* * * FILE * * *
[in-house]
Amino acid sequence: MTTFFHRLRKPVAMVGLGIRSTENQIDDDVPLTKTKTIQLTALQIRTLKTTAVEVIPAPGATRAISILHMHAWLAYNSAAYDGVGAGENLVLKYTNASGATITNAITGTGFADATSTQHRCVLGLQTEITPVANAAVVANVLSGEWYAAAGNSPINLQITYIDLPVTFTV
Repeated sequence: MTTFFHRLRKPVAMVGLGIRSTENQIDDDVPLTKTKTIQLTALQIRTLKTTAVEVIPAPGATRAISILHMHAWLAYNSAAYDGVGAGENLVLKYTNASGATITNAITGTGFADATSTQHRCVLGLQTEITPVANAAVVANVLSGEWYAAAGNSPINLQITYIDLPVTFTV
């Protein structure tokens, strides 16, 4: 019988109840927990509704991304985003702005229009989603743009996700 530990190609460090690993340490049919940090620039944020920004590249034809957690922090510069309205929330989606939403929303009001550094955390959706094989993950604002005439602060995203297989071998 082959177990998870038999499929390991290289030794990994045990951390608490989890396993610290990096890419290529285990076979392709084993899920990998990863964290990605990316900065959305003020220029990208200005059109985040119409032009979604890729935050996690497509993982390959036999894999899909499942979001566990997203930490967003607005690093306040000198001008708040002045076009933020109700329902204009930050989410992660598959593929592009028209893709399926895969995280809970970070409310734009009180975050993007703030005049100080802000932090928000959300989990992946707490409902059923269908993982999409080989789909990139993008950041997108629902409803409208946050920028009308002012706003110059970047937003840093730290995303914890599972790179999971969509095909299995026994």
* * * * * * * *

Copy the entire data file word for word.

[in-house]
Amino acid sequence: MTTFFHRLRKPVAMVGLGIRSTENQIDDDVPLTKTKTIQLTALQIRTLKTTAVEVIPAPGATRAISILHMHAWLAYNSAAYDGVGAGENLVLKYTNASGATITNAITGTGFADATSTQHRCVLGLQTEITPVANAAVVANVLSGEWYAAAGNSPINLQITYIDLPVTFTV
Repeated sequence: MTTFFHRLRKPVAMVGLGIRSTENQIDDDVPLTKTKTIQLTALQIRTLKTTAVEVIPAPGATRAISILHMHAWLAYNSAAYDGVGAGENLVLKYTNASGATITNAITGTGFADATSTQHRCVLGLQTEITPVANAAVVANVLSGEWYAAAGNSPINLQITYIDLPVTFTV
């Protein structure tokens, strides 16, 4: 019988109840927990509704991304985003702005229009989603743009996700 530990190609460090690993340490049919940090620039944020920004590249034809957690922090510069309205929330989606939403929303009001550094955390959706094989993950604002005439602060995203297989071998 082959177990998870038999499929390991290289030794990994045990951390608490989890396993610290990096890419290529285990076979392709084993899920990998990863964290990605990316900065959305003020220029990208200005059109985040119409032009979604890729935050996690497509993982390959036999894999899909499942979001566990997203930490967003607005690093306040000198001008708040002045076009933020109700329902204009930050989410992660598959593929592009028209893709399926895969995280809970970070409310734009009180975050993007703030005049100080802000932090928000959300989990992946707490409902059923269908993982999409080989789909990139993008950041997108629902409803409208946050920028009308002012706003110059970047937003840093730290995303914890599972790179999971969509095909299995026994």